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We are all familiar with the recommendations that we top up our vitamin intake with supplements when necessary. Not everyone gets all the vitamins and minerals the body needs from their daily diet. But are those supplements always necessary?
Some people take Vitamin E supplements because they believe they reduce the risk of heart disease and Alzheimer’s disease, while boosting the antioxidants essential for the immune system. To date, there has been little research to confirm or quash the claims made on behalf of vitamin E supplements.
Now an American study has found that vitamin E supplements may not have any effect on people who are already healthy and well-nourished. The research, published in the Journal of the American Medical Association, involved 30 healthy men and women aged from 18 to 60. each was given either a vitamin E supplement or a placebo pill daily for two months.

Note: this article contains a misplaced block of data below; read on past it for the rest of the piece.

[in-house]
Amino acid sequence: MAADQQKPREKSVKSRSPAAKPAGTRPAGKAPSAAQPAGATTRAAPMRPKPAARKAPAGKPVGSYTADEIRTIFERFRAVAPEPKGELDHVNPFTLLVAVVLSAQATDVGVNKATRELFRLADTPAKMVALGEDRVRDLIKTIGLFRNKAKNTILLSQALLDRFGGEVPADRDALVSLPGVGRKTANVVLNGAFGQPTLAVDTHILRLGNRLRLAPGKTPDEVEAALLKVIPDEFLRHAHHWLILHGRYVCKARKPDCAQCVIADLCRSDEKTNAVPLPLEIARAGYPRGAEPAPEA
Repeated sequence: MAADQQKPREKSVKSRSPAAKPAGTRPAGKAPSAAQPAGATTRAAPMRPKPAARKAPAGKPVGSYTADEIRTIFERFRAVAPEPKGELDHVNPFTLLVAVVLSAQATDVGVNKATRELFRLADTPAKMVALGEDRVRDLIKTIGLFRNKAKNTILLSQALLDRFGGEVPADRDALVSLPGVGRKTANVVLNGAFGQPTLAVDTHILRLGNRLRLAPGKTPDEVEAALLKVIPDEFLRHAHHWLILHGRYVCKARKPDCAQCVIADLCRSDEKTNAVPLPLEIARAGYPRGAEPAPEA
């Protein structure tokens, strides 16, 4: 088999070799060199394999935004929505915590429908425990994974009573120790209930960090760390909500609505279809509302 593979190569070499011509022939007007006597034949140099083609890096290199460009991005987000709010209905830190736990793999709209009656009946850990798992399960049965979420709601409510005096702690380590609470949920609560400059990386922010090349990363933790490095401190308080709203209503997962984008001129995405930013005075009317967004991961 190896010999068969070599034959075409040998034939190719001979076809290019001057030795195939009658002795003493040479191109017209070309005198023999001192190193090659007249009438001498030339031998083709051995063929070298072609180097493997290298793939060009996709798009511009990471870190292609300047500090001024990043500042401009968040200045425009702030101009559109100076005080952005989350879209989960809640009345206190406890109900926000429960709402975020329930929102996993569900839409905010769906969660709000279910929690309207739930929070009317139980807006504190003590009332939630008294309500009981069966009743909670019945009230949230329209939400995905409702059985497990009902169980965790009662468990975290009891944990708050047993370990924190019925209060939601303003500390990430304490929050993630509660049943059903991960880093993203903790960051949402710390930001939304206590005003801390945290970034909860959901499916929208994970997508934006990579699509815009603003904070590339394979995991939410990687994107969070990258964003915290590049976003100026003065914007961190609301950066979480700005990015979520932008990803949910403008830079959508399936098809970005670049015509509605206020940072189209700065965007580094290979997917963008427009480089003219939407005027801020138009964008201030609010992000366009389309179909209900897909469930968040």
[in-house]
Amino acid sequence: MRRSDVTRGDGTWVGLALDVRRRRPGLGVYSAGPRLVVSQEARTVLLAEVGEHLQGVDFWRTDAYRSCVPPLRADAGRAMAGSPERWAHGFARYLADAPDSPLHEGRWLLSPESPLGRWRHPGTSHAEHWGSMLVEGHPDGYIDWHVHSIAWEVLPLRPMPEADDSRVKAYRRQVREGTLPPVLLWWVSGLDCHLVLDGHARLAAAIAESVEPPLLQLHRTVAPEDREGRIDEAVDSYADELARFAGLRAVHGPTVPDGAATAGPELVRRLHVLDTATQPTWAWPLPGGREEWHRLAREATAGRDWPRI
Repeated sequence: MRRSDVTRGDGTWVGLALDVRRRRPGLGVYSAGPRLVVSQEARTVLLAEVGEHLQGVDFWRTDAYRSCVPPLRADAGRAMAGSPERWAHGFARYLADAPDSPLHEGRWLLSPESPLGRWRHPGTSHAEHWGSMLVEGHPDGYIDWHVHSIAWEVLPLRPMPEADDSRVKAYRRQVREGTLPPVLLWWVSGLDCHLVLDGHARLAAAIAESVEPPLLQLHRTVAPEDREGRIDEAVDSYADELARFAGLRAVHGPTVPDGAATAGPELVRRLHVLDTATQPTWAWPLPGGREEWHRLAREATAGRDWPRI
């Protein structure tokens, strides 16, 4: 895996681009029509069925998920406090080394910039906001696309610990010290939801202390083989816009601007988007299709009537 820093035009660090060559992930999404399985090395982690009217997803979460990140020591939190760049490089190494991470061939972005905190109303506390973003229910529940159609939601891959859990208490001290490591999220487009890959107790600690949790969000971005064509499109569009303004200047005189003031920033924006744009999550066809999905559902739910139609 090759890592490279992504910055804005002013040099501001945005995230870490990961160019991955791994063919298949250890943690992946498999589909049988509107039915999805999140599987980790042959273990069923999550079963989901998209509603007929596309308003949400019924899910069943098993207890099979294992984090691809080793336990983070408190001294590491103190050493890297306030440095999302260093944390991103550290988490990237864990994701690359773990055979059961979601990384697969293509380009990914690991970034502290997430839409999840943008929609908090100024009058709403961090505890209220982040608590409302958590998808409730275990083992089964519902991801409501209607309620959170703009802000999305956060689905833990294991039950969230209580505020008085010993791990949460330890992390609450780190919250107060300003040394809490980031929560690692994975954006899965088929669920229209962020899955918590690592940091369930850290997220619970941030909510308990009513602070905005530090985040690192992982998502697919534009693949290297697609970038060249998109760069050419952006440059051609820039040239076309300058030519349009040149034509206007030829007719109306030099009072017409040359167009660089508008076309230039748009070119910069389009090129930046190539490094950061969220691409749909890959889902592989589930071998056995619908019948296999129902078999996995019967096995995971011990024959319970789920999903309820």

Tests of the participants’ urine before, during and after the trial period measured the oxidation in cells, an indication of whether the supplements were offering increased antioxidant protection in addition to what participants were already getting in their diet. The results showed no significant changes in the oxidant indicators, suggesting the supplements have little or nothing to offer healthy people on a well-balanced diet who will already be getting the vitamin E that the body needs.
To ensure you are getting enough vitamin E, you should eat a healthy, well-balanced diet that includes vitamin E-rich foods. Some examples include almonds and vegetables oils such as olive and rapeseed along with margarine. There are smaller amounts of vitamin E in whole grains, vegetables and fruits. Wheat germ has a very high vitamin E content and can be added to baking and on to cereals for an added boost.